President Obama gave the orders to begin his new strategy for victory in Afghanistan and spent Monday preparing to sell that plan to the American people in a prime-time address, even as members of his own party emerged as the most persistent skeptics about the wisdom of sinking more money and lives into the 8-year-old conflict.
By issuing a series of orders during a Sunday night Oval Office meeting with his top military commanders, the president set into motion a new phase of the Afghanistan engagement that will hand him firm ownership of a war that many analysts say could define his presidency.
Nearly all accounts suggest that Mr. Obama has decided to deploy as many as 35,000 additional American troops to Afghanistan, and he has embraced, at least in part, the resource-intensive counterinsurgency strategy recommended by his top commander in the field, Gen. Stanley A. McChrystal.
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Mr. Obama has consistently made clear that he saw the value of engaging terrorist groups in the barren landscape where they had sought refuge, but the decision to dramatically expand the American footprint in Afghanistan cuts sharply in some ways against the posture Mr. Obama held during his two-year campaign for president - as a staunchly anti-war candidate who recruited broad support from activists who valued his opposition to the U.S. policy in Iraq.
Members of the anti-war group Code Pink yesterday called Mr. Obama's planned escalation "a devastating announcement." On its Web site, Code Pink urged members to organize protests.
On Capitol Hill, Democratic members of a key House budget subcommittee submitted legislation to create a "war tax" out of concern that a plan to ramp up troops would be prohibitively expensive. Members of the Progressive Caucus sent Mr. Obama a letter advocating a firm timeline.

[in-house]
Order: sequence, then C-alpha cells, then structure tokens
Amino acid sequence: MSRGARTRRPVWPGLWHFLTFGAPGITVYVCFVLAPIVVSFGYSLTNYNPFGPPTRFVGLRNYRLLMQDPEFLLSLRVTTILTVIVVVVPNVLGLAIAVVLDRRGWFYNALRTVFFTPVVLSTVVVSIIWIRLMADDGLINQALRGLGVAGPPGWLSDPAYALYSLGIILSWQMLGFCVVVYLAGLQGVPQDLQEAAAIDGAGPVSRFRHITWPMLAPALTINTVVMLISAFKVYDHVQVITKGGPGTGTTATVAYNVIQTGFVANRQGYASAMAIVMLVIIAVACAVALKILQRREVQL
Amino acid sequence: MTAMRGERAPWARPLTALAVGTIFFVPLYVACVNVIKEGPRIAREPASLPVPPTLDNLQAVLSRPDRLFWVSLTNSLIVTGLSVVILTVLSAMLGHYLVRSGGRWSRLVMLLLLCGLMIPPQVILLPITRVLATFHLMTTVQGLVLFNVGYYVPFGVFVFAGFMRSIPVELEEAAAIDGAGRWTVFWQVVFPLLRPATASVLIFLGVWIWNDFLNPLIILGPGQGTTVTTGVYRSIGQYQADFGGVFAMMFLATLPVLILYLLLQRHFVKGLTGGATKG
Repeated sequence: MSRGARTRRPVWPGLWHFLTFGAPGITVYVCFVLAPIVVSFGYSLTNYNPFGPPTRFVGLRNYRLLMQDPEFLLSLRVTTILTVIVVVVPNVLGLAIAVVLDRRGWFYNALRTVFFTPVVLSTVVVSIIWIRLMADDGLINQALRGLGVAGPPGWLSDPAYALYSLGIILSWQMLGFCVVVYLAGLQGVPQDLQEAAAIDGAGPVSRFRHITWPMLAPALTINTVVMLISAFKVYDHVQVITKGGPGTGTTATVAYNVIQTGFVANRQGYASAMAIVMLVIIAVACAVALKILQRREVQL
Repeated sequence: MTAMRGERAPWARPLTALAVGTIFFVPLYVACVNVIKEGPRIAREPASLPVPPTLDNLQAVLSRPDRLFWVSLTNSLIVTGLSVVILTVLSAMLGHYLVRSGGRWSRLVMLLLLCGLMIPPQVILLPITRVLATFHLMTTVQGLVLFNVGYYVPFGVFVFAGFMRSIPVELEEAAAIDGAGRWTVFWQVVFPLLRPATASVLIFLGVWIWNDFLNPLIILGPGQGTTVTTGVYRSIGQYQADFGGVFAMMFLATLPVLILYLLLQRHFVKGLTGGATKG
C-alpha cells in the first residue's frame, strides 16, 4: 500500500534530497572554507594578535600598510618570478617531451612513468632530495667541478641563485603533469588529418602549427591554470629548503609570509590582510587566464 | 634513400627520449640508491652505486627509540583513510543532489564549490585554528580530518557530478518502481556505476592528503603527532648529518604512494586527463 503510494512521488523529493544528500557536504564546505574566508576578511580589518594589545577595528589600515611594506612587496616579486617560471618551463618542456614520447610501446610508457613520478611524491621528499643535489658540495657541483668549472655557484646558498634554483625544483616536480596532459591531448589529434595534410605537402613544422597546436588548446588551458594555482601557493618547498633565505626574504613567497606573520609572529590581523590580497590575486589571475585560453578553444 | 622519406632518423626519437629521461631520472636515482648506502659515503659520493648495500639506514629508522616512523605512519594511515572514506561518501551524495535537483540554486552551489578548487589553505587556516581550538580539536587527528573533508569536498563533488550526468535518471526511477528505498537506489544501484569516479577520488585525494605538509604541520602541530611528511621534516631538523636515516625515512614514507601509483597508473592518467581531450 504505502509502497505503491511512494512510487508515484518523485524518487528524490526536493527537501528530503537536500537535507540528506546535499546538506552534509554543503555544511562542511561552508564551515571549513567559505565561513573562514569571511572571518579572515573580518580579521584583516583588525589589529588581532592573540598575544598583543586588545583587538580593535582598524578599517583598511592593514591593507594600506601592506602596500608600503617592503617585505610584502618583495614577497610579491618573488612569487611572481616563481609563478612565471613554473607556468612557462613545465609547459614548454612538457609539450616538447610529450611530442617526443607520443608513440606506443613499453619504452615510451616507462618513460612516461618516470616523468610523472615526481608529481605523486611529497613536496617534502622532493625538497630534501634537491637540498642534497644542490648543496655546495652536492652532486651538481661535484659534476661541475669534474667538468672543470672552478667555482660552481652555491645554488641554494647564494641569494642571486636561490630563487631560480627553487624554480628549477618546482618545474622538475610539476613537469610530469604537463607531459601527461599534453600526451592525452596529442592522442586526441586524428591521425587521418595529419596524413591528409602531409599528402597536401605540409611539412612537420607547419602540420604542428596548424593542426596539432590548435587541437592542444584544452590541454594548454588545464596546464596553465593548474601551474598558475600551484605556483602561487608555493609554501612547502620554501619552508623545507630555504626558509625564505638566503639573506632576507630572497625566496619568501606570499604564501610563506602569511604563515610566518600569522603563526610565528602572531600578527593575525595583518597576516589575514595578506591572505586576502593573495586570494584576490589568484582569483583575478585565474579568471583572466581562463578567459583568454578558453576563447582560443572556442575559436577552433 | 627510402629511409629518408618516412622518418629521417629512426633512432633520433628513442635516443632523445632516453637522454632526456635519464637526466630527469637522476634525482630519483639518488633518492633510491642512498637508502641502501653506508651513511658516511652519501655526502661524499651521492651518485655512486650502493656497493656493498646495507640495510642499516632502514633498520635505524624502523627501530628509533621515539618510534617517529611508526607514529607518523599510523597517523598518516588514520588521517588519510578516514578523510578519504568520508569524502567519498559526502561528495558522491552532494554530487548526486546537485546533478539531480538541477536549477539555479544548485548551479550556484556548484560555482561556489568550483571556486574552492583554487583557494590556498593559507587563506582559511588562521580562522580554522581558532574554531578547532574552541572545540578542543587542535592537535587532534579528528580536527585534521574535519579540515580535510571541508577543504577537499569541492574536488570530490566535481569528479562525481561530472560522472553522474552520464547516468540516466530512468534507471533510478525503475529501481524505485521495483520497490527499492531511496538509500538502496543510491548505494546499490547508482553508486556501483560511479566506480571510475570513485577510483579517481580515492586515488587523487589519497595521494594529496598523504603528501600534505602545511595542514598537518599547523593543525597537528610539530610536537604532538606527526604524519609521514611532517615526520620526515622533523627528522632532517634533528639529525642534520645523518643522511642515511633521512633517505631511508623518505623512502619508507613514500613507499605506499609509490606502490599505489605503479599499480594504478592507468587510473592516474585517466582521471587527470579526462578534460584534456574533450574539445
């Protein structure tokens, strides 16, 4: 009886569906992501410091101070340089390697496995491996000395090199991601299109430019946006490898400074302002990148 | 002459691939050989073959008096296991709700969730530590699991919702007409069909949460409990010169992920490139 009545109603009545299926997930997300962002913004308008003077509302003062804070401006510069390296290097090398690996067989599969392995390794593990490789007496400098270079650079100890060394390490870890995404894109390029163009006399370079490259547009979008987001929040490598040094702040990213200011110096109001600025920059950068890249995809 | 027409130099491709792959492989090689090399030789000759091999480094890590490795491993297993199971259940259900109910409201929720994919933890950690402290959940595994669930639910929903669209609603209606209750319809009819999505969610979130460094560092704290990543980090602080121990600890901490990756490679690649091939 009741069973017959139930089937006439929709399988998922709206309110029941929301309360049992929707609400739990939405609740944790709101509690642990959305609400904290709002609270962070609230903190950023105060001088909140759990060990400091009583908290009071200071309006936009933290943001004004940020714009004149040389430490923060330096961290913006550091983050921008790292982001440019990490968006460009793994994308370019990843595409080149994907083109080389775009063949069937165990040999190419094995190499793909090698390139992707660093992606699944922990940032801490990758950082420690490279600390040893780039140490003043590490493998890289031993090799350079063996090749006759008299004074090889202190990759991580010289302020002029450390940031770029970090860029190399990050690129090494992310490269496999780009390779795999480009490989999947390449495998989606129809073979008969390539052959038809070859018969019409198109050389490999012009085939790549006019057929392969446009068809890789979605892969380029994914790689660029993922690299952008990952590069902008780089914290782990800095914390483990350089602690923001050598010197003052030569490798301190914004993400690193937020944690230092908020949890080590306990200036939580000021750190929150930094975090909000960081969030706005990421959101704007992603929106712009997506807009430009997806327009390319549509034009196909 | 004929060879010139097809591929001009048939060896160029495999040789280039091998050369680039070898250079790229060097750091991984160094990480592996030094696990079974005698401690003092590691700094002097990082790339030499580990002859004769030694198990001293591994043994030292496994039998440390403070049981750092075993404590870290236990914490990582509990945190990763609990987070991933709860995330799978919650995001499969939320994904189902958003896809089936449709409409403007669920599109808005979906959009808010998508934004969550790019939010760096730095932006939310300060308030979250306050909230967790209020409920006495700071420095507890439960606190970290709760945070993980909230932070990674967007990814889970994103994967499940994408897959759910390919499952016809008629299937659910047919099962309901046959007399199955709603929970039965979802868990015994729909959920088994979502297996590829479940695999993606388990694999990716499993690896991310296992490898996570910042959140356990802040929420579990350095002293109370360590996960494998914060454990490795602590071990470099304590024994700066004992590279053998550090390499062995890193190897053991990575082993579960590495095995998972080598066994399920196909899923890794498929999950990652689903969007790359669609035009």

"What is needed now, more than an American surge, is an Afghan surge," Rep. Michael M. Honda, California Democrat, who chairs the caucus' Afghanistan task force, said Monday. "What is needed now is not about 'more troops' but 'better strategies' to build the country's capacity. What is needed now is a timeline for troop withdrawal, sending a message that U.S. supports Afghan sovereignty and independence."
Rep. Jim McGovern, Massachusetts Democrat, has led the charge for a troop withdrawal and has been one of the staunchest opponents of Gen. McChrystal's request. He said Monday that he would "strongly urge the president to reconsider."
"I just don't see how increasing our military footprint in Afghanistan is the right thing to do," he said. "The Karzai government is corrupt and incompetent. The original use-of-force authorization in 2001 was targeted at al Qaeda, which has moved to Pakistan. And we are spending billions and billions in borrowed taxpayer money to finance this effort."
The White House on Monday began an effort to allay concern among Democrats that began growing more pronounced as word of his decision spread over the Thanksgiving weekend. Press secretary Robert Gibbs told reporters that the president would meet with congressional leaders at the White House at 4 p.m. Tuesday, right before he flies to New York to deliver his speech to the American people from the U.S. Military Academy campus at West Point.
Mr. Obama is planning to devote a good portion of his speech to widespread concerns about the long-running conflict, by reiterating that "this is not an open-ended commitment," Mr. Gibbs said.